Configuring strongSwan on Debian, RHEL and Fedora with the Android client

In my earlier blog post about VPNs, I looked at a range of VPN options.

The strongSwan wiki documentation is generally quite good but it doesn't describe the exact procedure for an Android user anywhere. This blog aims to fill that gap.

Here I am sharing some working examples of how to configure and use RSA certificate authentication between a Linux box and an Android phone using strongSwan. There are several commands to execute for each step, but they can be easily scripted.

Here are the versions in play:

Certificate creation: private certificate authority " CA root"

For production, I would highly recommend creating your own root CA on a smart card and managing it from a clean machine without any network connection.

To start quickly for testing, just create a CA using the steps from the strongSwan wiki, in particular:

umask 0177
ipsec pki --gen > caKey.der
ipsec pki --self --in caKey.der \
   --dn "C=CH, O=Acme Ltd, CA root" \
   --ca > caCert.der

Certificate creation: VPN gateway machine

Now you need to create a key for the server. The key thing to observe here is the use of the "--san" argument: the Android client expects a subjectAltName in the certificate from the server. The VPN gateway has the hostname

ipsec pki --gen > vpnKey.der
ipsec pki --pub --in vpnKey.der | \
   ipsec pki --issue --cacert caCert.der --cakey caKey.der \
  --dn '' \
  --san > vpnCert.der 
cp vpnKey.der /etc/ipsec.d/private/
cp vpnCert.der /etc/ipsec.d/certs/

Certificate creation: mobile user

For the Android client, it is necessary to create a private key and certificate and then embed them together with a copy of the root certificate in a PKCS#12 file. We will need OpenSSL or GnuTLS for some of these steps. The pkcs12 command will prompt for a password: make up a long, obscure password, you will only use it once when importing the certificate into the phone. Here is a script you can use for each client certificate you want to create:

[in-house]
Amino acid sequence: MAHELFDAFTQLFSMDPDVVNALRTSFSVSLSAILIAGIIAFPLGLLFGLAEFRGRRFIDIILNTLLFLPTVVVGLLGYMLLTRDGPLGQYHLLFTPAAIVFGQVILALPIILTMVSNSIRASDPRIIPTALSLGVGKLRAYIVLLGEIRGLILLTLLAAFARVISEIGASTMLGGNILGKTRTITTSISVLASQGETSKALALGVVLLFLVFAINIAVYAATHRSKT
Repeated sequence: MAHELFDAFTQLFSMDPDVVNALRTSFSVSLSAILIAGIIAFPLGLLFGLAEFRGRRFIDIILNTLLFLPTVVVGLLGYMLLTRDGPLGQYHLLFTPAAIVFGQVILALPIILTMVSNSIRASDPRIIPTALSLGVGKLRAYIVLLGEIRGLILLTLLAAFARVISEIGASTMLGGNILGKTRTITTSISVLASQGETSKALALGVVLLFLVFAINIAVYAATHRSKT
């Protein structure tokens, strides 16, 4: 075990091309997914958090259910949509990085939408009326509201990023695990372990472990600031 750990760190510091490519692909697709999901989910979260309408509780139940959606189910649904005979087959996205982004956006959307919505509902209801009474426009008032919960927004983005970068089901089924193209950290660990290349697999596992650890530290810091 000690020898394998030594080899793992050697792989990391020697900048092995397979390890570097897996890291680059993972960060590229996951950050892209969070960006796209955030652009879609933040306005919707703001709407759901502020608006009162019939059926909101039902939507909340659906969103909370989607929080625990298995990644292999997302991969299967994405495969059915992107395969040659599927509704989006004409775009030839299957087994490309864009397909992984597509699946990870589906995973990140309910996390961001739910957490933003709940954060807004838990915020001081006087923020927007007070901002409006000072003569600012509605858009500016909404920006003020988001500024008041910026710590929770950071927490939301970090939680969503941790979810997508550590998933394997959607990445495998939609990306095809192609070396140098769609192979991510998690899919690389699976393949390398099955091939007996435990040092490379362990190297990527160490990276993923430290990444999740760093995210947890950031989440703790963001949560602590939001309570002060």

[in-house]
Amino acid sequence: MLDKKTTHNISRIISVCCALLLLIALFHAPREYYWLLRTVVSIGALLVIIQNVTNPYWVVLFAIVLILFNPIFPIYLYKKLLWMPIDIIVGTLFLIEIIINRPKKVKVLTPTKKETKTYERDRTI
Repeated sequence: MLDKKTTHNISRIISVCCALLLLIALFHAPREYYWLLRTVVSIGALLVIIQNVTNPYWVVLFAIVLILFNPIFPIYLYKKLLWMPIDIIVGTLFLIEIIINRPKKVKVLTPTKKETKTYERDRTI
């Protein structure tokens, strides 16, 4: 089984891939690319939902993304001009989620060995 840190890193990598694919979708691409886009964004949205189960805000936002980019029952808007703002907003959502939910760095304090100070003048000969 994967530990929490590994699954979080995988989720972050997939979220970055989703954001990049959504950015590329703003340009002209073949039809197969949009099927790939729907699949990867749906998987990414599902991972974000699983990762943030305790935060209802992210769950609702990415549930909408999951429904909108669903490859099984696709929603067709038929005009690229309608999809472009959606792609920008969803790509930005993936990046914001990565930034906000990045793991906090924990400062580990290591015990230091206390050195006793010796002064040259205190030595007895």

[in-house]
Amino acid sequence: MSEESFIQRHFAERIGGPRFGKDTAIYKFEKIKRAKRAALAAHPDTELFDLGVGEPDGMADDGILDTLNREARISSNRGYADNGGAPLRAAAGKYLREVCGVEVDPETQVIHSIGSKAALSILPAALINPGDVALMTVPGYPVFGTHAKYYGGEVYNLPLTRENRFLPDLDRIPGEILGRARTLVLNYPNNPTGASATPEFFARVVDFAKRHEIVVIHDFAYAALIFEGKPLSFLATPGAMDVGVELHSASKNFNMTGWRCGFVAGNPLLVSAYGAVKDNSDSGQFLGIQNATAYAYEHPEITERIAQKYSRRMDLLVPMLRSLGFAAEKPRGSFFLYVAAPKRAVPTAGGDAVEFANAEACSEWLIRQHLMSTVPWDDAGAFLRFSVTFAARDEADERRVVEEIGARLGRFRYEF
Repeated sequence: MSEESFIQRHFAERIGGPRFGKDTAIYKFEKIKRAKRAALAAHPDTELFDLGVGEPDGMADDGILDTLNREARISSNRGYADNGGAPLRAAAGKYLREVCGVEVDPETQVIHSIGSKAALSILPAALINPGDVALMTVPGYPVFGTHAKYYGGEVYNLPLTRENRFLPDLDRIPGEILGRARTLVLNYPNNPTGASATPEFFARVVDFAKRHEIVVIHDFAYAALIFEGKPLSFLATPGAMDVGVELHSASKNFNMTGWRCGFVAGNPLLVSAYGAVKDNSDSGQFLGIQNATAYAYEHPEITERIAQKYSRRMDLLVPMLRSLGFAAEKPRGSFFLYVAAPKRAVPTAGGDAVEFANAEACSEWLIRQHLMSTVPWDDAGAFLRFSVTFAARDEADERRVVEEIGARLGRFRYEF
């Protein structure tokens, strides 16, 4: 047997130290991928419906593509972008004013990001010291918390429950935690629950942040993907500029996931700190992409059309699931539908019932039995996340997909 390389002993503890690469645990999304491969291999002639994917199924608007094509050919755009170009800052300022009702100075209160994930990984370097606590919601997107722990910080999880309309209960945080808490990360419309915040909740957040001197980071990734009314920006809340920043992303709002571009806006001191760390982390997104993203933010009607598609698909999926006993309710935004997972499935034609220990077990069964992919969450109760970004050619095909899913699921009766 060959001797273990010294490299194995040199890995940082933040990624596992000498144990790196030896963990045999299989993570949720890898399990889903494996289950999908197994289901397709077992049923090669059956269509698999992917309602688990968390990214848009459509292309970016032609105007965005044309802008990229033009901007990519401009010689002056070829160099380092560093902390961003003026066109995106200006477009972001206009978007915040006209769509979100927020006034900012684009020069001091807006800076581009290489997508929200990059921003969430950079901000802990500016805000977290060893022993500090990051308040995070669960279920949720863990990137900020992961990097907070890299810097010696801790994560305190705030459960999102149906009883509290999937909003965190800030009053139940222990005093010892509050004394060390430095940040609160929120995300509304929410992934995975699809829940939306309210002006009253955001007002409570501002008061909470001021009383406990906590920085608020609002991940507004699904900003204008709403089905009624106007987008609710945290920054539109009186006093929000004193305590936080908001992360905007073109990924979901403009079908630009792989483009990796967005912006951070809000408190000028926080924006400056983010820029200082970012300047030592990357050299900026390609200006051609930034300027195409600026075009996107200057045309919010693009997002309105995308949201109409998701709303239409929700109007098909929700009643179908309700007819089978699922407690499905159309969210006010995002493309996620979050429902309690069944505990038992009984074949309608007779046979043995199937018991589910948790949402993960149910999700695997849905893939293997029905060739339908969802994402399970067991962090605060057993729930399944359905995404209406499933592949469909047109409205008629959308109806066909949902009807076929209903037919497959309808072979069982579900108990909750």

#!/bin/bash -e

umask 0177



if [ -f ${KEY_FILE} ];

  echo "$KEY_FILE exists"
  exit 1


${IPSEC} pki --gen > ${KEY_FILE} 

${IPSEC} pki --pub --in  ${KEY_FILE} | \
  ${IPSEC} pki --issue \
  --cacert caCert.der --cakey caKey.der \
  --dn "CN=${TARGET_HOST}.${DOMAIN}" > ${CRT_FILE}

[ -f caCert.pem ] || \
   openssl x509 -in caCert.der -inform der -out caCert.pem -outform pem

openssl rsa \
   -in ${KEY_FILE} -out ${TARGET_HOST}Key.pem -inform der

openssl x509 \
   -in ${CRT_FILE} -inform der \
   -out ${TARGET_HOST}Cert.pem -outform pem

openssl pkcs12 \
   -export \
   -in ${TARGET_HOST}Cert.pem \
   -inkey ${TARGET_HOST}Key.pem \
   -certfile caCert.pem \
   -out ${TARGET_HOST}.p12

# delete the key files, leaving only the key in the p12 file:
rm ${KEY_FILE} ${TARGET_HOST}Key.pem

Assuming you call that script make-client-creds, you would run it once for each Android device:

$ ./make-client-creds phone1
$ ./make-client-creds phone2

Loading the PKCS#12 file into the phone

Copy the cert bundle (the p12 file only) to the SD card in the phone. You can mount the phone over USB or using ADB, e.g.

$ adb push phone1.p12 /sdcard/

Now go to the Android settings, select Security and Install from SD card. Follow the prompts.

Setting up the VPN gateway

Add the following line to /etc/ipsec.secrets

: RSA vpnKey.der

and add a stanza like the following to /etc/ipsec.conf

conn private-droid
	leftsubnet=insert gateway IP here/32

Finally, restart ipsec and you should be ready.

# service ipsec restart

Install the app on the phone

Finally, install the app on the phone. This bit should be quite easy. Once installed, press the option ADD VPN, put in the DNS name of the VPN gateway (must match the name in the certificate, e.g. from the example above) and tell it to use IKEv2 Certificate as the authentication type. Press to select a certificate and highlight the certificate that you installed earlier.

Checking for problems

You should see a message on the phone telling you it is connected to the VPN.

If it fails, it will let you see the log messages. If you see the error Constraint check failed it often means that the subjectAltName was not included in the VPN gateway's certificate (see the steps above) or the DNS name doesn't match the name in the certificate.

On the server side, this command shows who is connected:

# ipsec status

Making it secure with iptables

Once the packets are decrypted by strongSwan on the VPN gateway, the kernel will route them appropriately just like any other packet. Use standard Linux netfilter/iptables rules to ensure that routing is restricted appropriately so that the clients can access the services they need and nothing else.

Support and discussion

Please feel free to post comments below or discuss on the strongSwan Users mailing list